During the California Senate Budget and Fiscal Review Subcommittee on Health and Human Services hearing earlier this month, Dr. Howard Backer, director of the state’s Emergency Medical Services Authority, indicated that the administration currently has no plan to maintain three emergency mobile field hospitals in the next fiscal year.

These field hospitals can be deployed anywhere around the state in response to disasters, such as earthquakes, floods, fires or other public health emergencies. In addition, EMSA reported that it removed the sole mobile field hospital from Southern California in an effort to reduce costs.

“It’s surprising to me that there’s no proposal in the budget to make sure these hospitals remain available for when disaster strikes,” said Sen. Bill Emmerson, vice chair of the Senate Budget and Fiscal Review Committee. “And it’s incredible that Southern California’s only mobile field hospital was removed, considering the region’s history of earthquakes, floods and fires.”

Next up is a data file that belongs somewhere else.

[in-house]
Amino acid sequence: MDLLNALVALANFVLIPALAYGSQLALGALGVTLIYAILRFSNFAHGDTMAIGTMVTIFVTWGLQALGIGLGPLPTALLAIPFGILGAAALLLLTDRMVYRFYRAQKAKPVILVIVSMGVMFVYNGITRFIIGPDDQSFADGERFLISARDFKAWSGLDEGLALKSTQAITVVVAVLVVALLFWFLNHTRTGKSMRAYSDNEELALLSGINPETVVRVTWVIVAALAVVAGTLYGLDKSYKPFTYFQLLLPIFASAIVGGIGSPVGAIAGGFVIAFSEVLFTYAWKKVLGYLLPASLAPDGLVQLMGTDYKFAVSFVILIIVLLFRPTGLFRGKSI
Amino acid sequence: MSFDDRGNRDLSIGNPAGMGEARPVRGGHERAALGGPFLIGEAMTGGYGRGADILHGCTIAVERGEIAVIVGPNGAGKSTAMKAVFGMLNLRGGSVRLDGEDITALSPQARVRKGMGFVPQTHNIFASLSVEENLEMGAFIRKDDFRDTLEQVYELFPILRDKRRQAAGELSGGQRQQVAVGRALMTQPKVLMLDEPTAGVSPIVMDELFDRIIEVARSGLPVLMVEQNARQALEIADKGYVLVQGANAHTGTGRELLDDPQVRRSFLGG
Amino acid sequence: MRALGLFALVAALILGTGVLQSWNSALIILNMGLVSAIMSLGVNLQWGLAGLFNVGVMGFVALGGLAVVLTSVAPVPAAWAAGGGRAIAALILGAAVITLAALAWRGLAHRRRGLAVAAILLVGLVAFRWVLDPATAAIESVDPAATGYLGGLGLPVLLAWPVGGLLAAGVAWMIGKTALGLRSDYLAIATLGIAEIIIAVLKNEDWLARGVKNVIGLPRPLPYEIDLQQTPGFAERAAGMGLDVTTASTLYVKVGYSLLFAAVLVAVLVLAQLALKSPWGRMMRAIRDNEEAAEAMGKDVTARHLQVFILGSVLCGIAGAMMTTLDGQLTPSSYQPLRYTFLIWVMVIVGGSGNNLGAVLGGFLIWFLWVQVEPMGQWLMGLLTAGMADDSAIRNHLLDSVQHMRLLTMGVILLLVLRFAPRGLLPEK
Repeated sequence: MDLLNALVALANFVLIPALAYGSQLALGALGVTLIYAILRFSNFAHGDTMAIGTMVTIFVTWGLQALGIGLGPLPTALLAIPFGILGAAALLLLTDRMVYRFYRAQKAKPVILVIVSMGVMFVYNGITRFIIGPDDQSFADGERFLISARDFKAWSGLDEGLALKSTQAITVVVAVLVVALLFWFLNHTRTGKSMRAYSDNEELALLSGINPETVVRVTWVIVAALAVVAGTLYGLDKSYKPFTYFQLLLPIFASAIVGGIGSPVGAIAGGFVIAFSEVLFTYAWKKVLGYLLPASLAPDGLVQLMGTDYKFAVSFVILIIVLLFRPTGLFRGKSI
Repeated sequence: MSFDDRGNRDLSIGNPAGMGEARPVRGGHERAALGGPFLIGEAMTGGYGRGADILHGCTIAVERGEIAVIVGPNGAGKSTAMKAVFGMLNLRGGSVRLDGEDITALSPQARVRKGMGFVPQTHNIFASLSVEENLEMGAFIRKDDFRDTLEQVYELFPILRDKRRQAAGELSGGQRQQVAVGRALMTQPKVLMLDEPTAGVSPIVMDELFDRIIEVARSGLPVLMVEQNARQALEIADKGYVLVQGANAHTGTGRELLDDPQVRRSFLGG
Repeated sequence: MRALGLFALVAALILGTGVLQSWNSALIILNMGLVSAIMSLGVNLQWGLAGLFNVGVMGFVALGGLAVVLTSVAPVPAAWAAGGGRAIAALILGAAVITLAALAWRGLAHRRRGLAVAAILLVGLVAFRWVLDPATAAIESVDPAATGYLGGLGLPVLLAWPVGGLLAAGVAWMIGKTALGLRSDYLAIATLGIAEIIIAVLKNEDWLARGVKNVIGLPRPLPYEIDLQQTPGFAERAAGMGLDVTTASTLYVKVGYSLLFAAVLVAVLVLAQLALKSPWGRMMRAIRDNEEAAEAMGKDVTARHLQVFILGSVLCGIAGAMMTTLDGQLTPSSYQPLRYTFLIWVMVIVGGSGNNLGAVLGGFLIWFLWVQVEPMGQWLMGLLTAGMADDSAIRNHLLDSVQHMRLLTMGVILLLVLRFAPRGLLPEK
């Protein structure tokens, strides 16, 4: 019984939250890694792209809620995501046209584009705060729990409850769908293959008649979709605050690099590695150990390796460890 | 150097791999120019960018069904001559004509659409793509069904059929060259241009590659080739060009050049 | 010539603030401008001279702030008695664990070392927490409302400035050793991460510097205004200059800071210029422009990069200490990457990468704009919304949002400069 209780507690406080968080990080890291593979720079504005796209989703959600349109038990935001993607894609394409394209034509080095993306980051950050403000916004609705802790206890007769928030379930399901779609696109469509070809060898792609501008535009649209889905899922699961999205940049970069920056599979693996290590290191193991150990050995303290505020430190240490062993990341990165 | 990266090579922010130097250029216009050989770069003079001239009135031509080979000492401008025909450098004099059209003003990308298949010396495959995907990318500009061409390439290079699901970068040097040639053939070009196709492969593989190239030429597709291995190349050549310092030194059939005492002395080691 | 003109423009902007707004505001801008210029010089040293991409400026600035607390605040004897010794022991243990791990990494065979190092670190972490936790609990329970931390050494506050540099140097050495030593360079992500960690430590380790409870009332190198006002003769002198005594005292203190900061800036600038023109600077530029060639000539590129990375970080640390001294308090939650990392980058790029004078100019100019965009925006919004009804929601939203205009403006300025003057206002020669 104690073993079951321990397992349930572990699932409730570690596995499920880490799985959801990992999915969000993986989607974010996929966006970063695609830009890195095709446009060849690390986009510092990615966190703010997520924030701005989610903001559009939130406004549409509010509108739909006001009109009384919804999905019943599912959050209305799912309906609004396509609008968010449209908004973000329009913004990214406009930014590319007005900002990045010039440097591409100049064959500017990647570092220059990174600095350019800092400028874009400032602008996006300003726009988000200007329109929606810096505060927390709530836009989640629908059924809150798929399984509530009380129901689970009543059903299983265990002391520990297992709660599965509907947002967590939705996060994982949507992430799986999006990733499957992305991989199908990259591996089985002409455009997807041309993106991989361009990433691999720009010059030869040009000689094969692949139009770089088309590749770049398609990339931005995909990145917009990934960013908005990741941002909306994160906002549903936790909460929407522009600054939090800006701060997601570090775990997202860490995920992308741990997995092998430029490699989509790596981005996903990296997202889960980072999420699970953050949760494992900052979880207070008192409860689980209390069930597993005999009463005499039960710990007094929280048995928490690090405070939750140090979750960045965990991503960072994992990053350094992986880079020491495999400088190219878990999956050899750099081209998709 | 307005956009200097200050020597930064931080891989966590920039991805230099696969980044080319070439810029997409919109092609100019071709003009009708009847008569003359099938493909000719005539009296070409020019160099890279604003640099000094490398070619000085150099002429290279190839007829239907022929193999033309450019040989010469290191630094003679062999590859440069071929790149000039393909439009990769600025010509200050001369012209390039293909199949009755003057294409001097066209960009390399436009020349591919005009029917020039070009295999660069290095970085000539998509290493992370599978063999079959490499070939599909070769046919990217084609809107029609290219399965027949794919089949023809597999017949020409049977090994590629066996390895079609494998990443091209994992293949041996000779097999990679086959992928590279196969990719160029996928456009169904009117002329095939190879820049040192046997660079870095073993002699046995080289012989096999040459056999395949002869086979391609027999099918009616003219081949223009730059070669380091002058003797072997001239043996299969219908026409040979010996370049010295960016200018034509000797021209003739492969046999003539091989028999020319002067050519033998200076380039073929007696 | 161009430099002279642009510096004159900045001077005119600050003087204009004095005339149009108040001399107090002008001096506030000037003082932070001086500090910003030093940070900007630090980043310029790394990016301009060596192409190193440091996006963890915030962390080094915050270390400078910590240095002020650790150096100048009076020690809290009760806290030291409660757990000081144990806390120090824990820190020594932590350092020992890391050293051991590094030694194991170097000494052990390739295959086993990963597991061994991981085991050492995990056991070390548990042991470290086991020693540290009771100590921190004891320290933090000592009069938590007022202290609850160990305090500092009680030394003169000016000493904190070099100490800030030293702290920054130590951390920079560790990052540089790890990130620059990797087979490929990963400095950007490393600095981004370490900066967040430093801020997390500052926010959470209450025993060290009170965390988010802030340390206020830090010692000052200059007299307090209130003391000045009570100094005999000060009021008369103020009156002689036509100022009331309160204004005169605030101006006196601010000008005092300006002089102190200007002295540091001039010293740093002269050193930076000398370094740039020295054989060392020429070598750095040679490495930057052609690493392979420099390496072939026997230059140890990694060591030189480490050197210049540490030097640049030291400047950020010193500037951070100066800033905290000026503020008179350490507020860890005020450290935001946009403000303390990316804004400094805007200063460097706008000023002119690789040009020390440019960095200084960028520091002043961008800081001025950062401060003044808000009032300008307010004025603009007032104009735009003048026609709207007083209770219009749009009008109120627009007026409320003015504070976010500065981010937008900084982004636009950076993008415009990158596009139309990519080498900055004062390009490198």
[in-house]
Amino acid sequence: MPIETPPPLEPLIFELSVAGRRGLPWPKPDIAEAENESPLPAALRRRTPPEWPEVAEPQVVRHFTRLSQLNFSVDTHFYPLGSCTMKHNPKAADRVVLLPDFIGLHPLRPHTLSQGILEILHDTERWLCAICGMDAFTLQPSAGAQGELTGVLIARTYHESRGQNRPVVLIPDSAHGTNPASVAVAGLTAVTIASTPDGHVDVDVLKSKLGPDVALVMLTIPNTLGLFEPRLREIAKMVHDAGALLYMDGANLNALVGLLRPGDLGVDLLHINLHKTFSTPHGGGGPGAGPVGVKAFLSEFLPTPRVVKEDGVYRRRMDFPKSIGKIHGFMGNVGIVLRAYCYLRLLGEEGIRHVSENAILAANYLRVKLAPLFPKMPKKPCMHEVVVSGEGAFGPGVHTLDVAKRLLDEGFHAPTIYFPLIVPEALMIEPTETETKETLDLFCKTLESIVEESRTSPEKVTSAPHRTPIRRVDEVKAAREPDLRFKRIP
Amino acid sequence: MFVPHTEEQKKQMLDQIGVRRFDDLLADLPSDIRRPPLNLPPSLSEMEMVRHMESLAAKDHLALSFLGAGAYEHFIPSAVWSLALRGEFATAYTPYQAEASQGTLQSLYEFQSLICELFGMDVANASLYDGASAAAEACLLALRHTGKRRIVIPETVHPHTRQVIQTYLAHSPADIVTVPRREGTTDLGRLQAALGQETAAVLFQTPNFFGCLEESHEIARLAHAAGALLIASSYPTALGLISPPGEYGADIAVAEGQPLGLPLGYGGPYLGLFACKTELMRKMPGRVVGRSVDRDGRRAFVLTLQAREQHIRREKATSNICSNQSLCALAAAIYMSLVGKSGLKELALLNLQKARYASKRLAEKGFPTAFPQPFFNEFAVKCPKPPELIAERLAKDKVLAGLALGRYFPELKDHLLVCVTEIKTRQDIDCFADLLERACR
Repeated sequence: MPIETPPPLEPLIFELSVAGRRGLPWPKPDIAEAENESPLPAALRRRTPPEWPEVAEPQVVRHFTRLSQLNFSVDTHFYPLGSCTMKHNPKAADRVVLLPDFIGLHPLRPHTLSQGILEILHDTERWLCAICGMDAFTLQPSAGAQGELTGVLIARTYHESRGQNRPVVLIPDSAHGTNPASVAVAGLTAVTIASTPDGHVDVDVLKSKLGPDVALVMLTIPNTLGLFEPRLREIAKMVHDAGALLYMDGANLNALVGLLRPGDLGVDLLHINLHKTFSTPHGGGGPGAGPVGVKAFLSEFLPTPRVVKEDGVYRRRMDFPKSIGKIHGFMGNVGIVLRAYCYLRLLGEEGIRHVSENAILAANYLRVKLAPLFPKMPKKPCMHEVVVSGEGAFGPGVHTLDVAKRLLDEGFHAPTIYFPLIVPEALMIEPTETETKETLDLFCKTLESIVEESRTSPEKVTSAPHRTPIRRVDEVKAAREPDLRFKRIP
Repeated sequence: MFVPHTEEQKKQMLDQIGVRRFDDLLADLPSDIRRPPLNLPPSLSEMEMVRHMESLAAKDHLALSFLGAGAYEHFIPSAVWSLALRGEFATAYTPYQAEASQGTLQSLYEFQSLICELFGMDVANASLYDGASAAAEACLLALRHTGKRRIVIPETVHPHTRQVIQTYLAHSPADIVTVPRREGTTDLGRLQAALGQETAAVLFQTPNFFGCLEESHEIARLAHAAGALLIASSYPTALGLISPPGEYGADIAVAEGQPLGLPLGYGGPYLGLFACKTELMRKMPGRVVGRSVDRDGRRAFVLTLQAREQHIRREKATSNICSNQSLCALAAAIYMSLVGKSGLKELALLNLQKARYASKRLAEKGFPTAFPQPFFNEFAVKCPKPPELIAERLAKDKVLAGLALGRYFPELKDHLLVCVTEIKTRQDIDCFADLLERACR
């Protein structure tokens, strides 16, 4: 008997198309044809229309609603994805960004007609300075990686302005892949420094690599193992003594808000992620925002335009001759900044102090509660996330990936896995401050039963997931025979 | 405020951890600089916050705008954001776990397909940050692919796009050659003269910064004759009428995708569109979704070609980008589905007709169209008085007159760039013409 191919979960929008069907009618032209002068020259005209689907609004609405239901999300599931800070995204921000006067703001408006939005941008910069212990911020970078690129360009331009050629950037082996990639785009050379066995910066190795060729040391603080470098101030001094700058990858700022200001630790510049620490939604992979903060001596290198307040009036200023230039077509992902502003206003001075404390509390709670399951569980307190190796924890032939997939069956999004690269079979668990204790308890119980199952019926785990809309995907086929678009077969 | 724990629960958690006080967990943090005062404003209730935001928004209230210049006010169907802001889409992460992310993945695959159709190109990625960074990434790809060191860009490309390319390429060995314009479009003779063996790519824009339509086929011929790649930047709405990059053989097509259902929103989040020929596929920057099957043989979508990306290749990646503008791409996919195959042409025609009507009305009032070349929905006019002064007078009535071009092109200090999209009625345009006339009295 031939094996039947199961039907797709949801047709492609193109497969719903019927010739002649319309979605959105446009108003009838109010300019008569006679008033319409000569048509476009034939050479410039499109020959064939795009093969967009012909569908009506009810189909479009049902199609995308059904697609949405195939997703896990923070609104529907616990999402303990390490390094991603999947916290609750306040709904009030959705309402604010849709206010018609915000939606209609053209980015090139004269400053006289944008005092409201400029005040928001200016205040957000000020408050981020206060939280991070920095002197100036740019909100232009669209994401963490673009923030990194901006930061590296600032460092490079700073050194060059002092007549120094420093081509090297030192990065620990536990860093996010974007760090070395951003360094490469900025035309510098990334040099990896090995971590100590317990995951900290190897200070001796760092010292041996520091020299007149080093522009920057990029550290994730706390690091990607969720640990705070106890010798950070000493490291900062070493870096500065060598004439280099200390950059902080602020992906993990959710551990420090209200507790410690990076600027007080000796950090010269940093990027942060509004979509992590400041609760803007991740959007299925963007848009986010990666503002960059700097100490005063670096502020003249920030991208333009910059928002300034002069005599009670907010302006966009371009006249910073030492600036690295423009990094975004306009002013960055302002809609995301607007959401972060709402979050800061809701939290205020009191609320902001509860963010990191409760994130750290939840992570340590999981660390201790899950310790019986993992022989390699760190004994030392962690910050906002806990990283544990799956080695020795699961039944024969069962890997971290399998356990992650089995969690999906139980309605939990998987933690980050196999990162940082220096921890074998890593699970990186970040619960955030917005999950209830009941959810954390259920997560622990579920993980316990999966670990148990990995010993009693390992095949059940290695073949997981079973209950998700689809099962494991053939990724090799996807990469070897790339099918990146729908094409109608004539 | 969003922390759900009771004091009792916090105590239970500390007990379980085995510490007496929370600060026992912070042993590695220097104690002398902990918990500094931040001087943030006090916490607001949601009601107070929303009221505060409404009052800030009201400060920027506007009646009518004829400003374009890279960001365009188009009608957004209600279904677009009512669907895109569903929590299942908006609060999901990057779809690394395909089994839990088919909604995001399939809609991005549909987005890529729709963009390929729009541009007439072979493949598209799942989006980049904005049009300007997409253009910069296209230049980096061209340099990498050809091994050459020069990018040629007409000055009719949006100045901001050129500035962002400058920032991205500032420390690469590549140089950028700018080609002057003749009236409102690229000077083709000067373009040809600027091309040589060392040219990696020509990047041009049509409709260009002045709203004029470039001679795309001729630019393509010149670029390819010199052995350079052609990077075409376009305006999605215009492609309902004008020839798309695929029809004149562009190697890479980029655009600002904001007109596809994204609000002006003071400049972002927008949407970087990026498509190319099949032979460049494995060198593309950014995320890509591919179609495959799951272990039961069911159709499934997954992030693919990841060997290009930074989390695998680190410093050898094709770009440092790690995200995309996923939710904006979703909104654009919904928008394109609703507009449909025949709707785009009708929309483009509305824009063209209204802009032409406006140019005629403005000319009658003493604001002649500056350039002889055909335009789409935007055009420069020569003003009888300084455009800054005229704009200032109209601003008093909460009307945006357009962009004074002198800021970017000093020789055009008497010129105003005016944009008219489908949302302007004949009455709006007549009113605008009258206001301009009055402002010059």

According to Emmerson, state funding for the program was about $1.7 million. General Fund money had been removed two years ago, according to Backer.

Since then the funding has been piecemeal, but was going to disappear in June at the end of fiscal 2012-13. “We’ve been scraping together funds to maintain the program for the past two years,” he acknowledged. “As of June 2013, we can’t continue the current arrangement.”

However, Backer said that the agency has evaluated several alternatives, including reducing costs, which is why the Southern California mobile hospital has been transferred to Northern California.

EMSA recently received approval to use some federal grant funding to keep the assets and physical equipment. One hospital would be deployed rapidly in event of an emergency and the other two would follow, according to Backer.

“This is a short-term solution to sustain the assets,” Backer stressed. “Long-term we need higher levels of preparation.”

“I fully support the governor’s commitment to keep California on a sound fiscal footing, and I don’t believe that funding these mobile hospitals undermines that commitment,” Senator Emmerson added. “When the governor updates his budget proposal in May, I hope that he reconsiders the need to prepare for emergencies.”